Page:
Monday, December 24, 2012

Capsule Film Reviews: The Nativity Story

It is almost Christmas, the solstice holiday during which Christians celebrate the birth of their son of god and saviour Jesus. I am not a Christian but I am a cinephile and as a lover of films I have seen a lot of movies, most of them Hollywood epics, about Jesus and the birth of Christianity including the silent King of Kings (Cecil B. DeMllle, 1927), the sound era King of Kings (MGM, Nicholas Ray, 1961), The Greatest Story Ever Told (United Artists, George Stevens, 1965), Quo Vadis (MGM, Mervin LeRoy, 1951), and The Robe (20th Century Fox, Henry Koster, 1953). Today I watched director Catherine Hardwicke's and writer Mick Rich's The Nativity Story (New Line, 2006).

The Nativity Story tells a tale that is as old as the gospels of Luke and Matthew on which it draws. Unlike most of its epic predecessors The Nativity Story tells the tale of the birth of Jesus on a small and, thanks to a number of historical advisers and perhaps Hartwicke who directed the realistic teen drama Thirteen (Fox Searchlight, 2003) before The Nativity Story and Rich, who once worked as a journalist, on a realistic scale. In The Nativity Story you can see the wear and tear on poor people's--and most of the people in the film are poor--clothes and in their faces. You can see the dirt on Joseph's (Oscar Isaac) feet as he and Mary (Keisha Castle-Hughes) journey from poor Nazareth to poor Bethlehem as the census of Caesar Augustus demands. You can hear the pain in Elizabeth's voice as she gives birth to John the Baptist. And you can see the sweat on Mary's face as she gives birth to Jesus.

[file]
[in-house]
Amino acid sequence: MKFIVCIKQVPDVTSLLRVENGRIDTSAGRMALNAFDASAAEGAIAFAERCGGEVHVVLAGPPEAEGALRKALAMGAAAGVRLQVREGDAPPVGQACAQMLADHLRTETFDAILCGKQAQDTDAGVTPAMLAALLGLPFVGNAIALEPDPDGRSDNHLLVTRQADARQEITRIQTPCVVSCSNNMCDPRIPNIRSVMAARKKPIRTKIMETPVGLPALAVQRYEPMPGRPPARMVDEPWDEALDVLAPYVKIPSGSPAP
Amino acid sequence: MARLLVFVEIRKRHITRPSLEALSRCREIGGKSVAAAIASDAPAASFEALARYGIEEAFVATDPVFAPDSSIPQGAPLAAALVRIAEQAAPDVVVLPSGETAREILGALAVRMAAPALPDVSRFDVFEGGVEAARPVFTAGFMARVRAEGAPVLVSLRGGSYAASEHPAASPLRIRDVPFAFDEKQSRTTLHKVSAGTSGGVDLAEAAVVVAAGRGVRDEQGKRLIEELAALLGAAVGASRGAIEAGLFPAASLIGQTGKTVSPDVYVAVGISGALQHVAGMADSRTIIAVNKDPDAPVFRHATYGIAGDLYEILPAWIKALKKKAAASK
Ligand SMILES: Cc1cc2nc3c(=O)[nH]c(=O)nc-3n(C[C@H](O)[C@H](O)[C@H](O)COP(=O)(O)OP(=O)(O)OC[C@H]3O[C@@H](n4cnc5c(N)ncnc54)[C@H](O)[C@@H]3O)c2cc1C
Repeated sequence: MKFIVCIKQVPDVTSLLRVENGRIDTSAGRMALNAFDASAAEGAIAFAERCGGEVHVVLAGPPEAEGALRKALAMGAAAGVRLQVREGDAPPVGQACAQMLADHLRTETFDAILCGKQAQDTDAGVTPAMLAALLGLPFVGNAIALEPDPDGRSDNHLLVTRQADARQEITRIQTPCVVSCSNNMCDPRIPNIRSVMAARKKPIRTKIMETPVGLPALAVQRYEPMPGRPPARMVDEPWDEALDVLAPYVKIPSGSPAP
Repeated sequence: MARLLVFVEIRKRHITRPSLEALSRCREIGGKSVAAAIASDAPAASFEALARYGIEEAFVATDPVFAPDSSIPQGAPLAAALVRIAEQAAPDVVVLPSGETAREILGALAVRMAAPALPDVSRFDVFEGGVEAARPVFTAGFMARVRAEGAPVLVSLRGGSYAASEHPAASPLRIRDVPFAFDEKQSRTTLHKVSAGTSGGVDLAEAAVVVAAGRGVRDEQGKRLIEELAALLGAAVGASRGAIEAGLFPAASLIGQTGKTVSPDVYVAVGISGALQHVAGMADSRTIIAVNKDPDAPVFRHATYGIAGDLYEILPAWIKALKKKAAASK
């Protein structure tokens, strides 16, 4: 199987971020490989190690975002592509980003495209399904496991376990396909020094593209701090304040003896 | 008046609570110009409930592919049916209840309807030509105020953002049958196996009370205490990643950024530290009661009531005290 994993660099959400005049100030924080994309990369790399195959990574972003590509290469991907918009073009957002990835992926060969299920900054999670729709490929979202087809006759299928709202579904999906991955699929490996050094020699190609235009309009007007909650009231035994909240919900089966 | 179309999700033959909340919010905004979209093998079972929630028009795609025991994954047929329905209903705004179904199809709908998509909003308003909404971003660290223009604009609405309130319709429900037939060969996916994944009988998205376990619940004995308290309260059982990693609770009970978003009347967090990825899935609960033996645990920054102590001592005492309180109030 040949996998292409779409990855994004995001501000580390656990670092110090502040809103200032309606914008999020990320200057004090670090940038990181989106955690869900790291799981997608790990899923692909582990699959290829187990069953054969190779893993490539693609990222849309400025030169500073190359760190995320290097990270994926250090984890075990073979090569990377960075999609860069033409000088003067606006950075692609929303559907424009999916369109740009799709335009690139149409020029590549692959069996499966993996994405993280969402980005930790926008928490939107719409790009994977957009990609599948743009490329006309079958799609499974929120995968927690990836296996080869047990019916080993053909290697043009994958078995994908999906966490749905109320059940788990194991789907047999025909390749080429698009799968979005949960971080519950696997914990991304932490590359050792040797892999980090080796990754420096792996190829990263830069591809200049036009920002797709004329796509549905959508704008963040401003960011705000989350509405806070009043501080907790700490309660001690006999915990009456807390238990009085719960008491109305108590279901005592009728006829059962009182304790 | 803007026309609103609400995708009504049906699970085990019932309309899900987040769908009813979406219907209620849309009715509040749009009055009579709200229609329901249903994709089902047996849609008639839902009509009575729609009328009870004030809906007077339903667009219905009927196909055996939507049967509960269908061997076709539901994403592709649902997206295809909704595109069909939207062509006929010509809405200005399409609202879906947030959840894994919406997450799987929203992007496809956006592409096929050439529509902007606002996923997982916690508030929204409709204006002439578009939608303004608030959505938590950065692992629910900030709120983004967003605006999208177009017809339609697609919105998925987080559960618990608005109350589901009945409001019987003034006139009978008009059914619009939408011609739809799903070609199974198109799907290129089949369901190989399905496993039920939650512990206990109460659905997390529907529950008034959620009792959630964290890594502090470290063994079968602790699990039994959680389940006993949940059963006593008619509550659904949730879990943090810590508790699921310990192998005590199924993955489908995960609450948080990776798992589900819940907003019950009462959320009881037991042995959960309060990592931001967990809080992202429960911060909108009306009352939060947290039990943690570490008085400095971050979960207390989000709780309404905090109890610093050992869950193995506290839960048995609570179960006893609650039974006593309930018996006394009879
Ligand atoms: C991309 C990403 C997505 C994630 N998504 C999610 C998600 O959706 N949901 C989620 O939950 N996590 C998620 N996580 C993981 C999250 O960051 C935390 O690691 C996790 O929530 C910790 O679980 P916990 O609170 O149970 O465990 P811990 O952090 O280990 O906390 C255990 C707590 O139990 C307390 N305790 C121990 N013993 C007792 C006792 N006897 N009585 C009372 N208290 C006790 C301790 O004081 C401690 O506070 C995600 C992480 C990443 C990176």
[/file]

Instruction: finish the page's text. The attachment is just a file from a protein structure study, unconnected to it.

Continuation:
It is the small scale and the supernatural realism of The Nativity Story which makes the film an interesting retelling of a very familiar story for those of us in the West even non-Christians like myself. I give the film two and a half to three stars out of four.

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